Note that your goal isn’t to pitch the center of influence on referrals. You’re legitimately looking to understand if there is a good fit for your clients. When you take that approach, everyone’s defenses go down because it’s all about the client.

Interview the Center of Influence

At this point, you need to dig deeper. Their willingness to let you make referrals clearly isn’t the only criteria to determine if this will be a good fit. When you meet, your goals are to:

  • Get a deep understanding of whom they serve (and if that aligns with your client base)
  • Gain insight into how they work with clients (to understand if the client experience aligns with your own)

I’d suggest that you also want to determine if the center of influence is open to making reciprocal referrals should an opportunity arise. That means that he or she needs a clear understanding of who is right for your business. If you let them know that any referral is a good referral, you may as well suggest they send no one.

Remember, this isn’t a pitch, it’s an interview. Among the kinds of questions you might ask are the following:

  1. Can you tell me about the clients with whom you work?
  2. Who is your ideal client? For what type of client can you do your best work?
  3. Are there clients with whom you won’t work?
  4. Can you tell me about the client experience? What can a client expect in working with you?
  5. How can a client learn more about what you do?
  6. What is your process for meeting with a prospective client and determining if there is a good fit?
  7. How does your team work together to support clients?
  8. What are your specific areas of expertise?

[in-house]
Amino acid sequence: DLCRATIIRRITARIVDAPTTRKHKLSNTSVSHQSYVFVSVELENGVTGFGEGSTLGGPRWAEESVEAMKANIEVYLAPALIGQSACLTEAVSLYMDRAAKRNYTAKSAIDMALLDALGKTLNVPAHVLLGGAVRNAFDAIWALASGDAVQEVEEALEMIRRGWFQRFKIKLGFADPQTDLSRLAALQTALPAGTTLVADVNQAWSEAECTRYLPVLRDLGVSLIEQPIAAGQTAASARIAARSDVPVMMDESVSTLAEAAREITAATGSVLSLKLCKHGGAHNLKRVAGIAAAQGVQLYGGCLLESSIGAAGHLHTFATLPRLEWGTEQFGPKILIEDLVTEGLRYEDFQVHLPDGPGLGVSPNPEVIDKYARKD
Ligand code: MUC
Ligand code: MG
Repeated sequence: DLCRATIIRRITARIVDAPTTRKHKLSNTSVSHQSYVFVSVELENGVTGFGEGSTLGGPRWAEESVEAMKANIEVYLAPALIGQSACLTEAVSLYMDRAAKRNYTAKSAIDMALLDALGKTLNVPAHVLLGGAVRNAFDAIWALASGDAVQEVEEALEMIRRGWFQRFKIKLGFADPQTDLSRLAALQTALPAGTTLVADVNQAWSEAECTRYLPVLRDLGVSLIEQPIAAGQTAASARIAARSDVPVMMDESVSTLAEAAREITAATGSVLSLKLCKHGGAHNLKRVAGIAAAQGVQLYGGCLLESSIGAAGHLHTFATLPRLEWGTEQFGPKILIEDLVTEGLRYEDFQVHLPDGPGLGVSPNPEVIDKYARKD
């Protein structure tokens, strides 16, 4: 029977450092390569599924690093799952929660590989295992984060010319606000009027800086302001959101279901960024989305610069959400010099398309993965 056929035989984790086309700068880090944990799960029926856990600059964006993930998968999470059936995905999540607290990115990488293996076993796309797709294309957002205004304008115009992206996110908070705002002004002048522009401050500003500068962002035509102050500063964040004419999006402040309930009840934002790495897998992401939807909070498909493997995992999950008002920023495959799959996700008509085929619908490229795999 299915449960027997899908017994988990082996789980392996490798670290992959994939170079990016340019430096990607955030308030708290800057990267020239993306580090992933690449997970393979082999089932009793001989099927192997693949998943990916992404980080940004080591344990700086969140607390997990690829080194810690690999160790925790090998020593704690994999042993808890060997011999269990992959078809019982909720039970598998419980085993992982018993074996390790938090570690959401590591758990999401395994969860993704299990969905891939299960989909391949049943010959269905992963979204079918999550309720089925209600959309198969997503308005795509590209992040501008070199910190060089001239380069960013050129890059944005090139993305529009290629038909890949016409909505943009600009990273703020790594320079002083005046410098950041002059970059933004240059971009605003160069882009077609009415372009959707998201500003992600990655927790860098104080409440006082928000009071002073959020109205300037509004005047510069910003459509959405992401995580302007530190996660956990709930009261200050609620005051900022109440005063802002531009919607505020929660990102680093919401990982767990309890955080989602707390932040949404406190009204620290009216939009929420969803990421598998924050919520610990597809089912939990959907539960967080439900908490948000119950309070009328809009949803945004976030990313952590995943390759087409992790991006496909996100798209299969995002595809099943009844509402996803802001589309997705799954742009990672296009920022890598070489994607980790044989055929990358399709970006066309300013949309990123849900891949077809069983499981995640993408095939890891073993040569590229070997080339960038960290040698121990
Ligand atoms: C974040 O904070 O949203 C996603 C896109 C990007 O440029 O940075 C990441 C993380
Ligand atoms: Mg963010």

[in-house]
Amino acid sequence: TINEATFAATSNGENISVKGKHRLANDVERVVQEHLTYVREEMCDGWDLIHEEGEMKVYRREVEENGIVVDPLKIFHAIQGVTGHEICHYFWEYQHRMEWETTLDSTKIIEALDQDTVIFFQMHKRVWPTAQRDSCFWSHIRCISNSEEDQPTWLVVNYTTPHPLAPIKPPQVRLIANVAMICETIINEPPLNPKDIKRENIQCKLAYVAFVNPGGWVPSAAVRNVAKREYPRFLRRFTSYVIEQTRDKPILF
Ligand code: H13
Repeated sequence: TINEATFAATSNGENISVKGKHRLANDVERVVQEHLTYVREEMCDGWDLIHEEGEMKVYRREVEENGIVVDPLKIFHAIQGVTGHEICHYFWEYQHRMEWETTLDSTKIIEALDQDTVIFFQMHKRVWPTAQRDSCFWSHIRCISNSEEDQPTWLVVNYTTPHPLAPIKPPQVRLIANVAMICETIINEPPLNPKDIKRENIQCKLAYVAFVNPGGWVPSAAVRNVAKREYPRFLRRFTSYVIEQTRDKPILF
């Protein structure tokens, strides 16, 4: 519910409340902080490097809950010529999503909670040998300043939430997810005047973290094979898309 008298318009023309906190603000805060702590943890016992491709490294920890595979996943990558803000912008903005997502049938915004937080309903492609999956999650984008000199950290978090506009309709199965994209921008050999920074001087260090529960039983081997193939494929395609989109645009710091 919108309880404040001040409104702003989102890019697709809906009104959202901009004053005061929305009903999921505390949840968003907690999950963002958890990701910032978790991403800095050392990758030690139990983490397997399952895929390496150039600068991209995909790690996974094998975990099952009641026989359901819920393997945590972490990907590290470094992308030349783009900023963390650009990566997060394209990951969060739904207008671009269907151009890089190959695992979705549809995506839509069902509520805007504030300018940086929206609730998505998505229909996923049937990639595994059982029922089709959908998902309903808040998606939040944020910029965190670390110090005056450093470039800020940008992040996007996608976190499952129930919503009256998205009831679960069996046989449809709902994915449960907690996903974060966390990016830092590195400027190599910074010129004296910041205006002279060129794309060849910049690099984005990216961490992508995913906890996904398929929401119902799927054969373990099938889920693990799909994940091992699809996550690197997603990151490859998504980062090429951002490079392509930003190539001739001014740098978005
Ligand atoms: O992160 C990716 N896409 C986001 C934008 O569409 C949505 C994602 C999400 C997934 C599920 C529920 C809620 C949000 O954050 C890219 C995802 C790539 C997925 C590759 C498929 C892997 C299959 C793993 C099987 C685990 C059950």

9. What sets you apart from other <accountants/lawyers/others>?
  10. Do you gather feedback from your clients?
  11. How do you work with other professionals when you have a mutual client?
  12. If you come across clients who you believe need financial advice, do you refer to financial advisors today? If no, why is that the case? If yes, how do you decide to whom to make the referral? What do you expect?

Look at the Process Through Their Eyes

Based on interviews among a group of accountants that I conducted some time ago, there are a few things that work (or don’t) to encourage referrals.

  • Send them the right clients. My accountant once commented that he routinely gets referrals from advisors who hope he will do the same. However, they keep sending him the wrong referrals (based on his area of focus) so it’s not entirely helpful.
  • Take your time. This is a relationship and it takes time to nurture. If you don’t take the time to demonstrate your value and get to know their business, you won’t get traction.
  • Stay in touch. Find ways to stay in touch and to add value. It’s not that different from building a relationship with a prospect.

Like so many things, getting this strategy right requires focus and patience in equal doses. What do you do to nurture relationships with centers of influence?

Thanks for stopping by,

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3 Responses to The Reason You Don’t Get More Referrals from Centers of Influence

  1. Cary Williams October 24, 2017 at 4:53 pm #

    Julie – Love this idea. One big challenge is that accountants have an even tougher time with understanding and explaining their ideal client than advisors do. When I ask most accountants what an ideal client looks like, the closest I get is ‘owner-managed business’ or maybe ‘professionals’. Sometimes they can narrow it down by industry, but even that response typically includes 3 to 5 industries.

    • Julie Littlechild
      Julie Littlechild October 31, 2017 at 8:35 pm #

      Such a good point and it highlights the differences between our professions. I suppose that even narrowing it down to size of business or industry is a good start. My accountant is at a larger firm with cross-border capabilities. So while he doesn’t do that work himself, that kind of specilization would be an important differentiator. It’s not all they do, but would help to identify good candidates.